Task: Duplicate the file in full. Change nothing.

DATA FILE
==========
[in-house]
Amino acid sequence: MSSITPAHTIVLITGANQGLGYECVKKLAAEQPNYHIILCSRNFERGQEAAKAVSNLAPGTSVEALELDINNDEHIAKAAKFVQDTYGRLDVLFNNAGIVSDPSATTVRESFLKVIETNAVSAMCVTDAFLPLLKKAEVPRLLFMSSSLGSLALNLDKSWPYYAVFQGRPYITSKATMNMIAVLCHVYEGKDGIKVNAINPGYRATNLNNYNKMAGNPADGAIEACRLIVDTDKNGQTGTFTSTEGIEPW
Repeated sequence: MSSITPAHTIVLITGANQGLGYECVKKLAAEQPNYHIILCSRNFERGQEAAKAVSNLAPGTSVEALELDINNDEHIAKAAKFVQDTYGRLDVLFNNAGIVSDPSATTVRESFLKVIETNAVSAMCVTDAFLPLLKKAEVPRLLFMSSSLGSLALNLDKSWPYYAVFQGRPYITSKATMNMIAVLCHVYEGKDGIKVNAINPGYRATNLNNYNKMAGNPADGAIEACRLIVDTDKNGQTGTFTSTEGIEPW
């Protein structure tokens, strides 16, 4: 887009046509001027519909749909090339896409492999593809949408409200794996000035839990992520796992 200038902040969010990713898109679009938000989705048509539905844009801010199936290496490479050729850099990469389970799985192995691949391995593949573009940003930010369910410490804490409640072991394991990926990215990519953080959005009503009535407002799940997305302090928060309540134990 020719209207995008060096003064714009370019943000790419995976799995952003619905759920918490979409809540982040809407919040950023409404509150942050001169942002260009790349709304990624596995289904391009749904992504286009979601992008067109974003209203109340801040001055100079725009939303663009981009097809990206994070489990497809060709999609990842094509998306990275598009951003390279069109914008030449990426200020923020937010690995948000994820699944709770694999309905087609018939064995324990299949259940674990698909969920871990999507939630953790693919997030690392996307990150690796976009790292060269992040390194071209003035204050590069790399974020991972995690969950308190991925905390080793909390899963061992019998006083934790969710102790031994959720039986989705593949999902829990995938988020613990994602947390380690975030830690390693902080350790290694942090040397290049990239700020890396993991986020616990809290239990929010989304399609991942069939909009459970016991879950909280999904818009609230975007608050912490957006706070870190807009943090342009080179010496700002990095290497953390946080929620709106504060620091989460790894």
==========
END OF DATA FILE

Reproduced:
[in-house]
Amino acid sequence: MSSITPAHTIVLITGANQGLGYECVKKLAAEQPNYHIILCSRNFERGQEAAKAVSNLAPGTSVEALELDINNDEHIAKAAKFVQDTYGRLDVLFNNAGIVSDPSATTVRESFLKVIETNAVSAMCVTDAFLPLLKKAEVPRLLFMSSSLGSLALNLDKSWPYYAVFQGRPYITSKATMNMIAVLCHVYEGKDGIKVNAINPGYRATNLNNYNKMAGNPADGAIEACRLIVDTDKNGQTGTFTSTEGIEPW
Repeated sequence: MSSITPAHTIVLITGANQGLGYECVKKLAAEQPNYHIILCSRNFERGQEAAKAVSNLAPGTSVEALELDINNDEHIAKAAKFVQDTYGRLDVLFNNAGIVSDPSATTVRESFLKVIETNAVSAMCVTDAFLPLLKKAEVPRLLFMSSSLGSLALNLDKSWPYYAVFQGRPYITSKATMNMIAVLCHVYEGKDGIKVNAINPGYRATNLNNYNKMAGNPADGAIEACRLIVDTDKNGQTGTFTSTEGIEPW
């Protein structure tokens, strides 16, 4: 887009046509001027519909749909090339896409492999593809949408409200794996000035839990992520796992 200038902040969010990713898109679009938000989705048509539905844009801010199936290496490479050729850099990469389970799985192995691949391995593949573009940003930010369910410490804490409640072991394991990926990215990519953080959005009503009535407002799940997305302090928060309540134990 020719209207995008060096003064714009370019943000790419995976799995952003619905759920918490979409809540982040809407919040950023409404509150942050001169942002260009790349709304990624596995289904391009749904992504286009979601992008067109974003209203109340801040001055100079725009939303663009981009097809990206994070489990497809060709999609990842094509998306990275598009951003390279069109914008030449990426200020923020937010690995948000994820699944709770694999309905087609018939064995324990299949259940674990698909969920871990999507939630953790693919997030690392996307990150690796976009790292060269992040390194071209003035204050590069790399974020991972995690969950308190991925905390080793909390899963061992019998006083934790969710102790031994959720039986989705593949999902829990995938988020613990994602947390380690975030830690390693902080350790290694942090040397290049990239700020890396993991986020616990809290239990929010989304399609991942069939909009459970016991879950909280999904818009609230975007608050912490957006706070870190807009943090342009080179010496700002990095290497953390946080929620709106504060620091989460790894």